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Evolving Skill Sets in Law

By Martha Breil posted 04-30-2020 14:37


Evolving Skill Sets in Law

There is ample evidence that the practice of law is evolving. It is a topic covered frequently in industry publications, educational programming, blogs, and in the mainstream media. An increasing number of Am Law 100 firms are marketing not only their legal services but also their legal-operational services to their clients. Alternative Legal Service providers are now in the mix even in the United States. Practice innovation leaders and teams have become relatively common as many traditional knowledge and/or practice management teams have shifted their focus to encompass innovation as well as traditional KM responsibilities. It stands to reason that as legal practices evolve, so too must the skill sets of those of us who work in the legal industry.

What do legal industry changes mean to the skill sets required in the practice of law?

Fundamentally it means law school curriculum needs to include courses on legal technology and business management in addition to the standard legal ones.  Firms that want to develop and retain their top legal talent and thrive should consider providing development and training programs for management (like project, business, & process) and technology related to the practice of law. Providing mentoring and development for legal work alone is no longer sufficient.

Lawyers entering the profession need to “own their development” and begin to view technical and management proficiency as not optional for a successful, long-term career practicing law. There is a quote we use at my firm when training lawyers on new legal technologies that sums it up relatively well. “Technology is not going to replace lawyers but lawyers who embrace technology will replace those who don’t.” While this may be less true for lawyers who are seasoned partners, it likely will for junior partners and associates.

What does this change mean to the skills set required in the administrative areas of firms?

It means traditional administrative groups need to balance managing operations with innovation more than ever before. Yes, document management systems, financial systems, and email will continue to be business critical applications, but so too will many of today’s “edge” applications. Roles in finance will continue evolving in the direction of pricing and require skills like data analytics and visualization, which were fairly niche until recently. Across the board, it means the fiefdoms all too common in many firms need to die. To be efficient and effective, administrative staff need to reach across organizational silos, be intellectually curious, and partner to deliver optimal solutions with shared, managed, and high quality (accurate) data.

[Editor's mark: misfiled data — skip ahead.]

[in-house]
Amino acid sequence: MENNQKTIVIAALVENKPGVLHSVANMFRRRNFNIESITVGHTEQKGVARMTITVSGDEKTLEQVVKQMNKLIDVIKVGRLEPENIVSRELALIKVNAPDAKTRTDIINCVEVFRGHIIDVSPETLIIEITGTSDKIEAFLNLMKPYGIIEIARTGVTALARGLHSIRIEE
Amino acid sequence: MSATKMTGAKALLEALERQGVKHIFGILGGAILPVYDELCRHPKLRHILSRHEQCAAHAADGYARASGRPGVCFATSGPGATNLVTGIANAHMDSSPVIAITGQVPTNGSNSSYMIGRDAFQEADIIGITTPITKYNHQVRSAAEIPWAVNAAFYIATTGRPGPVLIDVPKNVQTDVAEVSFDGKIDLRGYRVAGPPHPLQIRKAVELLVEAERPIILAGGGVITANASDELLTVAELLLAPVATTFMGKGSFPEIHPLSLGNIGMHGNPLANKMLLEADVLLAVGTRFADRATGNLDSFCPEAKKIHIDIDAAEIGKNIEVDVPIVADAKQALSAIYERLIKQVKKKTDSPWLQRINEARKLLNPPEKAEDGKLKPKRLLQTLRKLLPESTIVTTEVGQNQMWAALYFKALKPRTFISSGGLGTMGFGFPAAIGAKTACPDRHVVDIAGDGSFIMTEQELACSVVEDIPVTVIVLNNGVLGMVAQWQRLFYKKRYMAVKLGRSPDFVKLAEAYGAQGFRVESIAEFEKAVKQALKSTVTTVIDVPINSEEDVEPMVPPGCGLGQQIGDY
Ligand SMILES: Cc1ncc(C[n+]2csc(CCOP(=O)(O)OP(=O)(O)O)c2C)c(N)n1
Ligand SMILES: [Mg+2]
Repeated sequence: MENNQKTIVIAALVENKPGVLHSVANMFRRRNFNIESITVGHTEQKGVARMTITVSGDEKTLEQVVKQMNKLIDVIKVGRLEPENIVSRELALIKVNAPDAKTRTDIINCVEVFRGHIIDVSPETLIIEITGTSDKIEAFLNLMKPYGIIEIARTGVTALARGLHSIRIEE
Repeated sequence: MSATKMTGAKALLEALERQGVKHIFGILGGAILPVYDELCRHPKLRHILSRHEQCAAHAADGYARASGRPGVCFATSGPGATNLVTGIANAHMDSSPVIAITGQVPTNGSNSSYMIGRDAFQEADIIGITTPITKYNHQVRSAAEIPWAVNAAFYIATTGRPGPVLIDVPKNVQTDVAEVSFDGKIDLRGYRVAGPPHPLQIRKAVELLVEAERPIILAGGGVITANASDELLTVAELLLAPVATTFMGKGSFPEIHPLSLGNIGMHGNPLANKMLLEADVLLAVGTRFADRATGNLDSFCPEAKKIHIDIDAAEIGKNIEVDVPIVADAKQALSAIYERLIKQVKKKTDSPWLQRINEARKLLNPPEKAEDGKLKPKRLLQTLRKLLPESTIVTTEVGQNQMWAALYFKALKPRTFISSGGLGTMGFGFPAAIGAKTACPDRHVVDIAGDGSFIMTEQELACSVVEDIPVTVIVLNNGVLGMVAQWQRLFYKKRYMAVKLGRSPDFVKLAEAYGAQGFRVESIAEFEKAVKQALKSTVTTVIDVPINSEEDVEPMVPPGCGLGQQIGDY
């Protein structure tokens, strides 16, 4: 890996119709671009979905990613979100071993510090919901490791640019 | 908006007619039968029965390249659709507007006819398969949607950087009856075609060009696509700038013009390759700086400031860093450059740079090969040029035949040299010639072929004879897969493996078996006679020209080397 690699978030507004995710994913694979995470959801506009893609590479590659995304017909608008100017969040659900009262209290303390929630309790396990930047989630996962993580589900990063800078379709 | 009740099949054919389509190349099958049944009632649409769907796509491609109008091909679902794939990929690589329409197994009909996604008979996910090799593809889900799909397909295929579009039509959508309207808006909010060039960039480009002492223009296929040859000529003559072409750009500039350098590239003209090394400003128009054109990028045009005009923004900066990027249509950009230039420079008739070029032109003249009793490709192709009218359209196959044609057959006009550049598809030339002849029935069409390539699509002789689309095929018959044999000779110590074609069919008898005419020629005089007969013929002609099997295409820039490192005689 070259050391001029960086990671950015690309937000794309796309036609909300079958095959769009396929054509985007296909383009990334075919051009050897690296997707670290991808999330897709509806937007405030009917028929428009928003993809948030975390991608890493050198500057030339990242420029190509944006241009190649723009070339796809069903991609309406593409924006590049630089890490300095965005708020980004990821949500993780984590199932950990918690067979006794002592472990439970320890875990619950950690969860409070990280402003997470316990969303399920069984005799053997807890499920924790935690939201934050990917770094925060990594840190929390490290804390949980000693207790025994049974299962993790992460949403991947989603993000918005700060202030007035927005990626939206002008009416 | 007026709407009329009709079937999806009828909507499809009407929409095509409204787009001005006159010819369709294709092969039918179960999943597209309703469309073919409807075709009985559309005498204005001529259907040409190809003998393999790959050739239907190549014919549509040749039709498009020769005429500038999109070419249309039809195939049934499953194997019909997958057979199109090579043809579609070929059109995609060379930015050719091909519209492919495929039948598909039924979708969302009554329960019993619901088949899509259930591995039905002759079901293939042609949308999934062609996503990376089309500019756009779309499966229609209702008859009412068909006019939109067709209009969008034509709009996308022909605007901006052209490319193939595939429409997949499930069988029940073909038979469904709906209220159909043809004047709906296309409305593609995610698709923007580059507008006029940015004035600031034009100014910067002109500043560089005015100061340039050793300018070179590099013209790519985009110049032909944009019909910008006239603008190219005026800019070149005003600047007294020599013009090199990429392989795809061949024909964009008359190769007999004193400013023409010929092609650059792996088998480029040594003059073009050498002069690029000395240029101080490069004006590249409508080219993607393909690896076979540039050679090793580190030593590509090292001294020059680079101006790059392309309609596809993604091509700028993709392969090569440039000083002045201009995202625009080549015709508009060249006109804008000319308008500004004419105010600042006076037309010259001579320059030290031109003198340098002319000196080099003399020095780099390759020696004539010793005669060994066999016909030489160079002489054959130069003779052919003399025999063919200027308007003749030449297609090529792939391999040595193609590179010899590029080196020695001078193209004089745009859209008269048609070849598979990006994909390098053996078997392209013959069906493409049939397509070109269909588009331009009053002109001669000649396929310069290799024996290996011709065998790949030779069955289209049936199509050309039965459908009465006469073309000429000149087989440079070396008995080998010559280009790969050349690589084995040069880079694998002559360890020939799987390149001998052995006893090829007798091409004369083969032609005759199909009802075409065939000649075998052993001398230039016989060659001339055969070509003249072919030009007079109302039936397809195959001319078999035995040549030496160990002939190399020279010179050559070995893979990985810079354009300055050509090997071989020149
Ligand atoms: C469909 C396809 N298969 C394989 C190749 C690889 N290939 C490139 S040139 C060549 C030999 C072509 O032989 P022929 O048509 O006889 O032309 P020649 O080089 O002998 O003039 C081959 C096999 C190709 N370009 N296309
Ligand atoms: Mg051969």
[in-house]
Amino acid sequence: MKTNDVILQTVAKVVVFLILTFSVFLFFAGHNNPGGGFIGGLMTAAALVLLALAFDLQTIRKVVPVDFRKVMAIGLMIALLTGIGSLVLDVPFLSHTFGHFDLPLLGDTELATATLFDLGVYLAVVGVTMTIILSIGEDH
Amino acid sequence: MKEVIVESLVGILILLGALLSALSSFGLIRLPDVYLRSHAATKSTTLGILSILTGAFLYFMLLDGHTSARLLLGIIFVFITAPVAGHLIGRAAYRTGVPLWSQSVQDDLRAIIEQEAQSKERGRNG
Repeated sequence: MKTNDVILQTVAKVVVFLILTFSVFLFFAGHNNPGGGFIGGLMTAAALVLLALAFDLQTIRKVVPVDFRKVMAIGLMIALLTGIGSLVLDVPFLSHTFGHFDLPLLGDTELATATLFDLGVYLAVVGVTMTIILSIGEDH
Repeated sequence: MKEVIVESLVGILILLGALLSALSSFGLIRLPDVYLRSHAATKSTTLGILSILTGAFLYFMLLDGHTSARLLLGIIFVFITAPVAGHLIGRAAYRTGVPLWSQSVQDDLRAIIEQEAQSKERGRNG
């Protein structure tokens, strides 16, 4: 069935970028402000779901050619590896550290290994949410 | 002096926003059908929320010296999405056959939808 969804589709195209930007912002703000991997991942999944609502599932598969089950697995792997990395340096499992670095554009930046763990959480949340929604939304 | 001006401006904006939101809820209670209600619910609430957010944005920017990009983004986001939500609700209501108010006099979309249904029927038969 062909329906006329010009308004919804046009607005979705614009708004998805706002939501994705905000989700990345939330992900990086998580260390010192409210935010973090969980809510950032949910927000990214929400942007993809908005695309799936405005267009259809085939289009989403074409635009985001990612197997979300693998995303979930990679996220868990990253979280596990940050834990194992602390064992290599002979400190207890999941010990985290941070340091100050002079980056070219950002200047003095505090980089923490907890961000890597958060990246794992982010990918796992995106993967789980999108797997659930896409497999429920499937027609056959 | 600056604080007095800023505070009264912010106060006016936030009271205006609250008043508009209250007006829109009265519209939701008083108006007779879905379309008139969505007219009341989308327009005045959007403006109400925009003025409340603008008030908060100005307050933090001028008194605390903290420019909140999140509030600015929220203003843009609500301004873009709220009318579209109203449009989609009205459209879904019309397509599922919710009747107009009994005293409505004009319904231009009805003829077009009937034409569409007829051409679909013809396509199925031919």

Like lawyers, administrative staff also need to “own their development” by pursing certifications, attending conferences (even the virtual alternatives that will likely become the norm during the pandemic), leveraging the vast programming resources and peer networking opportunities offered by the International Legal Technology Organization (ILTA), reading and listening to legal industry publications and podcasts, finding a mentor, and building relationships with peers across the administrative fiefdoms. Many law firms are too small to offer staff development and management training programs that large corporations and professional services firms often offer. Administrative staff who want to evolve their skills in a manner that keeps pace with the changing industry need to take initiative and invest in their own professional development.  

How does the current pandemic affect the evolving skill sets needed?

From a glass-half full perspective, the pandemic seems to be eroding the lawyer versus non-lawyer dichotomy in the legal industry. It is apparent now that firms are dependent on their administrative functions to run. Many law-firm leaders have been very vocal and appreciative of this reality. All functional areas of the firm are in this together and many firms are trying to do their best to retain talent while still managing the bottom line. This is commendable.

It is still too soon to tell how the pandemic will affect skill sets needed in the legal industry long-term. The obvious skill sets in demand now are those directly related to ensuring stable and secure remote work infrastructure. Additional skills emerging as critical in the midst of this include: business continuity and crisis management; knowledge, project, process, change, and experience management; business development.

As a final comment on longer term impacts, I think there are better than even odds that firms will relax their stances about working on location, particularly in markets where real estate is at a premium. This conceivably will open up the job market for employees and ease recruiting challenges in smaller markets. Let’s celebrate what we can right now. 

 Some additional blogs on topics loosely related to the evolving skill set one include:


#Knowledge Management and Search